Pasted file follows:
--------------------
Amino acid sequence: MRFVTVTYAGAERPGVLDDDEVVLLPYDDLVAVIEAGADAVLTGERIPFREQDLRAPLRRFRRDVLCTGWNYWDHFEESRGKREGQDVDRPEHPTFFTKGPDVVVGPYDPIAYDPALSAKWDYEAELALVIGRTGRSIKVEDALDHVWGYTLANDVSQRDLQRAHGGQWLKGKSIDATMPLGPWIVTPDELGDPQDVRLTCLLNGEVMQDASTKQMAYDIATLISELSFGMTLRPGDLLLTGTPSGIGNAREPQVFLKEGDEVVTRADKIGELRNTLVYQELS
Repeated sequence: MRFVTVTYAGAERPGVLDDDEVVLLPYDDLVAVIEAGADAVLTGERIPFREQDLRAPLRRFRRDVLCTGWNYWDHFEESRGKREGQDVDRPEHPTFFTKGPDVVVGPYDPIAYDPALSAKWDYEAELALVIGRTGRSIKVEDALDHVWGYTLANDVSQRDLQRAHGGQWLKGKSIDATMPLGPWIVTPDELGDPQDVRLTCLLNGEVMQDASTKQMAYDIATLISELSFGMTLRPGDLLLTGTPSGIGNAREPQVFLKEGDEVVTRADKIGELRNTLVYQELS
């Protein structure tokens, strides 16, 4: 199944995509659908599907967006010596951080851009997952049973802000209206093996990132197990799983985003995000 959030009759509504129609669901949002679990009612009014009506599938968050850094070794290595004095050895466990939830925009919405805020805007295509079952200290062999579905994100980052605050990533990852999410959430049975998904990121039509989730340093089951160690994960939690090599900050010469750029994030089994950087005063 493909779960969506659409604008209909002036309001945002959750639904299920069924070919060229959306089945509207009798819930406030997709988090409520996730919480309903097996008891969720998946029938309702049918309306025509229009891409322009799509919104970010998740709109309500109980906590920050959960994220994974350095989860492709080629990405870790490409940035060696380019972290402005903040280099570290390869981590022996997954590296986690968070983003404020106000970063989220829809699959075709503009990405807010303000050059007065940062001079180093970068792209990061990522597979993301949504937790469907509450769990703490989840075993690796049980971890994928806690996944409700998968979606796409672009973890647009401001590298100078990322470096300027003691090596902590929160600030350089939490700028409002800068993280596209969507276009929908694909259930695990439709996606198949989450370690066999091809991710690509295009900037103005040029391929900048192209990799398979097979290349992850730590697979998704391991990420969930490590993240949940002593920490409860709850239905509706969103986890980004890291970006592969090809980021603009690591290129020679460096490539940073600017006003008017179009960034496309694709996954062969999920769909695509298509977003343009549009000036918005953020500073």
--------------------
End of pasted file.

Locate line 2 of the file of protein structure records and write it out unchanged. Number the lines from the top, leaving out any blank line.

Repeated sequence: MRFVTVTYAGAERPGVLDDDEVVLLPYDDLVAVIEAGADAVLTGERIPFREQDLRAPLRRFRRDVLCTGWNYWDHFEESRGKREGQDVDRPEHPTFFTKGPDVVVGPYDPIAYDPALSAKWDYEAELALVIGRTGRSIKVEDALDHVWGYTLANDVSQRDLQRAHGGQWLKGKSIDATMPLGPWIVTPDELGDPQDVRLTCLLNGEVMQDASTKQMAYDIATLISELSFGMTLRPGDLLLTGTPSGIGNAREPQVFLKEGDEVVTRADKIGELRNTLVYQELS